Sweet Hanoi Street Food

Coconut Rolls / Bo Bia

If you’re like me, you’ve noticed the bicycles rolling around Hanoi with a steel box on the back marked “Bo Bia” and thought “what the heck is beef beer?” Well, as it turns out, Bo Bia is a joke to make the tourists curious. What’s inside that little box is far more appetizing.

hands shaking black sesame seeds onto a rice paper roll

If you’ve ever wondered what Bo Bia is, now you know.

If you’re in the mood for a sweet treat, seek out the gentleman in the picture below. According to Miss Moon, not all Bo Bia is created equal and this man makes the best one in town. If he’s not close by during her food tours, Miss Moon skips the Bo Bia altogether — that’s how much she likes his product.

vegetarian dessert cart in hanoi with bo bia sign on the side

This is your man for Bo Bia in Hanoi.

The base is a corn flour wrap, thin and stretchy, like rice paper. Next comes a layer of crunchy fried sugar cane, a healthy portion of freshly grated coconut, and a sprinkling of black sesame. Wrap it all up and you have a little tube of yum.

Mixed Fruit Salad / Hoa Qua Dam

As a traveller in Asia, I often find that I don’t get nearly enough fresh fruits and veggies. That problem has been solved by my new favourite Vietnamese food, Hoa Qua Dam, or mixed fruit salad. But it’s not just a pile of fruit served in a bowl. Oh no, trust the Vietnamese to elevate even the humble fruit salad to a thing of decadence.

Miss Moon took me to a stall where she says the fruit is always fresh and cool, making it popular with locals and tourists alike.

fruit salad with lychee watermelon and tapioca balls

Cool and refreshing fruit salad from a Hanoi street stall.

The fruits in my bowl included banana, watermelon, papaya, honeydew melon, jackfruit, longan, and avocado, plus a dollop of tapioca beads like you get in a bubble tea. This is all topped with a generous mixture of coconut milk and condensed milk, creating a sweet creamy sauce.

It is served with a separate container of crushed ice, which you scoop out and mix into the bowl of fruit, chilling everything down to create the most refreshing dessert you’ve ever eaten.

Hanoi traveller’s tip: You may be worried about eating ice in Vietnam since you’re not supposed to drink the water here. Most established restaurants and food stalls in Vietnam use manufactured ice from industrial suppliers, which is made from potable water.

If the ice you’re served is a tube with a hole in the middle, then it’s safe, industrial ice. Of course, crushed ice is usually questionable, but Miss Moon assured me that the ice at the Hoa Qua Dam stall we went to is made from bottled water.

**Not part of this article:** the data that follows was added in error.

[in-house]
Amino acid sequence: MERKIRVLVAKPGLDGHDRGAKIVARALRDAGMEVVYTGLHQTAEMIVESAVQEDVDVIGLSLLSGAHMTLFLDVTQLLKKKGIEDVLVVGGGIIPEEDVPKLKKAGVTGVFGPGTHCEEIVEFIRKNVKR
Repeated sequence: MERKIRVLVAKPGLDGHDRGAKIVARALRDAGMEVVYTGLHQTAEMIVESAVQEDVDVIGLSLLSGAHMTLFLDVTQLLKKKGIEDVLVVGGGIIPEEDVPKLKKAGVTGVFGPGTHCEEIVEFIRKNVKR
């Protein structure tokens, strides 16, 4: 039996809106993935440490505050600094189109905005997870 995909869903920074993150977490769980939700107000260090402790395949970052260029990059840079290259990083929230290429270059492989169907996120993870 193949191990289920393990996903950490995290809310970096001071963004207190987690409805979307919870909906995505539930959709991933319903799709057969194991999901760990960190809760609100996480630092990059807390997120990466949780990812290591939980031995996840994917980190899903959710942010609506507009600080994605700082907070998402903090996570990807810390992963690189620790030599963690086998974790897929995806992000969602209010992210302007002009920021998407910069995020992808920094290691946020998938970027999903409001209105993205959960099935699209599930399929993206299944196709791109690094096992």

female tour guide with cup of fresh beer in hanoi

Miss Moon models my glass of fresh beer in Hanoi.

Egg Coffee / Ca Phe Trung

After reading about egg coffee, a Hanoi speciality, it’s not something I was ever tempted to try. Vietnamese coffee is either too bitter or too herbal for my taste and eggs just don’t seem to belong with coffee. Also, as a rule, I don’t eat eggs. But, in the name of research, I got over my hang-ups and agreed to give egg coffee a taste.

It’s appropriate that egg coffee came last on our tour, as it is far more of a dessert than a drink. It all starts with a small cup of brewed Vietnamese coffee. Then an egg yolk is mixed in a frothy frenzy with sweetened condensed milk until you have a fluffy topping which is plopped on top of a cup of dark syrupy coffee.

Before drinking, stir vigorously to make sure the coffee and the egg mixture are well combined.

close up of an egg coffee

Egg coffee is definitely not for vegans.

Miss Moon warned me that not every egg coffee in Vietnam is created equal. She said that some vendors use duck egg instead of chicken egg, because duck eggs are cheaper.

This leads to a less fatty and creamy coffee, since duck eggs don’t contain the same level of proteins that are found in chicken eggs. Also, some vendors use regular sugar instead of condensed milk, another way to make the drink cheaper but less creamy.

When made the right way, egg coffee is creme brûlée in liquid form. Maybe not an everyday treat, but definitely something to try at least once on your travels.

(Read this fantastic post from Legal Nomads to find out more about Hanoi egg coffee)

Tips for Eating Hanoi Street Food

  • Look for a small, nondescript certificate on the vendor’s wall. The certificate means that the vendor is recognized as a safe (and delicious) place to eat. The certificates are not awarded to very many places though, so they can be hard to find.
  • Look for places busy with lots of Vietnamese people.
  • Check out what other people are eating — if there’s tofu or veggies, you can probably get something vegetarian, or close to it. You can also point to other people’s meals when you are ordering.
  • Learn to pronounce the phrases “tôi ăn chay” and “không thịt” and keep a card with the written words handy so you can show it to the vendor.
  • Be sure to stipulate “no meat” before you order. Even the tofu stalls often serve a plate of meat alongside their noodles and tofu.
  • Grab your free printable guide to Hanoi Vegetarian food. It includes a map and the addresses of all the places I mention in this post!

Get the guide →

Vegetarian Restaurants in Hanoi

I’m not always in the mood to sink myself onto a low plastic chair and eat to the tune of a million scooters honking their way through the streets, so I have also sampled a wide range of vegetarian dishes from restaurants in Hanoi. While there is not a great selection of veggie-only restaurants in Hanoi, many of the top-rated restaurants in the Old Quarter feature a few tasty veggie dishes.